THE NUCLEAR ARMS RACE IN THE CONTEXT OF RELATIONS BETWEEN THE UNITED STATES AND THE SOVIET UNION FROM 1917 TO 1980 I. The relation between the United States and the Soviet Union is what concluded the nuclear arms race. Development of technology, military capability, and weapons system are the physical manifestation of their highly intensified relationship. The spread of communism in Europe shaped the relationship of the United States and the Soviet Union. From 1917 to 1980, their relationship shifts from good relationship to bad relationship that almost led to nuclear war, which was fallowed again with a good relationship that led to arms control and détente, then to an intensified relationship until the end of the cold war.
In the period directly following Soviet liberation of Nazi-held Eastern Europe, it became evident of the Russian desire to dominate that very region. The reasons for this are manifold, but one of the most significant reasons was a desire to ensure the USSR’s security. Russia had repeatedly been attacked through Eastern Europe (and most specifically Poland), from the time of Napoleon to Hitler not 4 years ago. With America and its allies building up force in Western Europe, Stalin was bound to be suspicious of the capitalist powers, even more so considering the increasing level of anti-communist demagoguery in America. Having a series of puppet states in Eastern Europe would give the metropole invaluable security, ensuring that the states which bordered it were friendly and would support it in a theoretical invasion.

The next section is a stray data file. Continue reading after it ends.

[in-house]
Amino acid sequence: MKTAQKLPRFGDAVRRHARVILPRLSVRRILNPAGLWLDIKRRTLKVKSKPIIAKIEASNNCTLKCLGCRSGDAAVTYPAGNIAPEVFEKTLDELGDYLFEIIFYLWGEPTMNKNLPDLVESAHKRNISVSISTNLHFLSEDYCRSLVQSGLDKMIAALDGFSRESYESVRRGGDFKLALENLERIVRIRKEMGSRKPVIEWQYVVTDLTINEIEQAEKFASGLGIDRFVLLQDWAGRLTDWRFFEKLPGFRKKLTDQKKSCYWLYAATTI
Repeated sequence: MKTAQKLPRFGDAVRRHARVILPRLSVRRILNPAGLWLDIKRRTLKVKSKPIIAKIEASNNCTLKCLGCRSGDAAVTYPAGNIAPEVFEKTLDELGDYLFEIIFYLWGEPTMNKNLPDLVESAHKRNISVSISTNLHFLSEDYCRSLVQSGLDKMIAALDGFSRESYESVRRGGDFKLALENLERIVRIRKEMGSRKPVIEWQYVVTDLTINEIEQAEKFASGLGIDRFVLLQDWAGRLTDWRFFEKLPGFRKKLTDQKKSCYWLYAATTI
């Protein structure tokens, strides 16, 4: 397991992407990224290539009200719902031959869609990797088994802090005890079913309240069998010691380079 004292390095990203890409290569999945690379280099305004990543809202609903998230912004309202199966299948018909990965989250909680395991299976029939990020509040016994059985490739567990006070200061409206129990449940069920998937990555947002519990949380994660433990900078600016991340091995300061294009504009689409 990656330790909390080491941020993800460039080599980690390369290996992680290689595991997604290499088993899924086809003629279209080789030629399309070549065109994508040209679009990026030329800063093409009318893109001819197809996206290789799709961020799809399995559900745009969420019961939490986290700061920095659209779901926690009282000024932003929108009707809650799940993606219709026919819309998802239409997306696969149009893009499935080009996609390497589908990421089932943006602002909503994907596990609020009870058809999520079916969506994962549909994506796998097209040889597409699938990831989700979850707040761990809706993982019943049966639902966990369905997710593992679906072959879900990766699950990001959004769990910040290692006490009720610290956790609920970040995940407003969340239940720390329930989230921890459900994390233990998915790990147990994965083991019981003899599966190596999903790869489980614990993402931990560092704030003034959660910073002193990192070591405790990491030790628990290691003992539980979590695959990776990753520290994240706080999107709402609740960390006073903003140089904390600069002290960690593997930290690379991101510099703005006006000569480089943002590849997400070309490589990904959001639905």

The main reason for the Marshall Plan as a turning factor was in its forthrightness. It can be seen as the United States throwing down an economic gauntlet to the Soviet Union, challenging its authority in Eastern Europe by offering economic aid to countries under the USSR. Despite altruistic claims of helping states grow, the United States was really engaging in dollar diplomacy, attempting to harness the developing economies for their own use. Due to the continual expansion of their own economy, the Americans needed to find emerging markets through which they could both import and export goods, and found them in the Eastern European states. This, however, was seen by the Soviet Union as a form of economic expansion through which the Americans were bringing Eastern European states into their own sphere of influence, and was a direct challenge to their authority.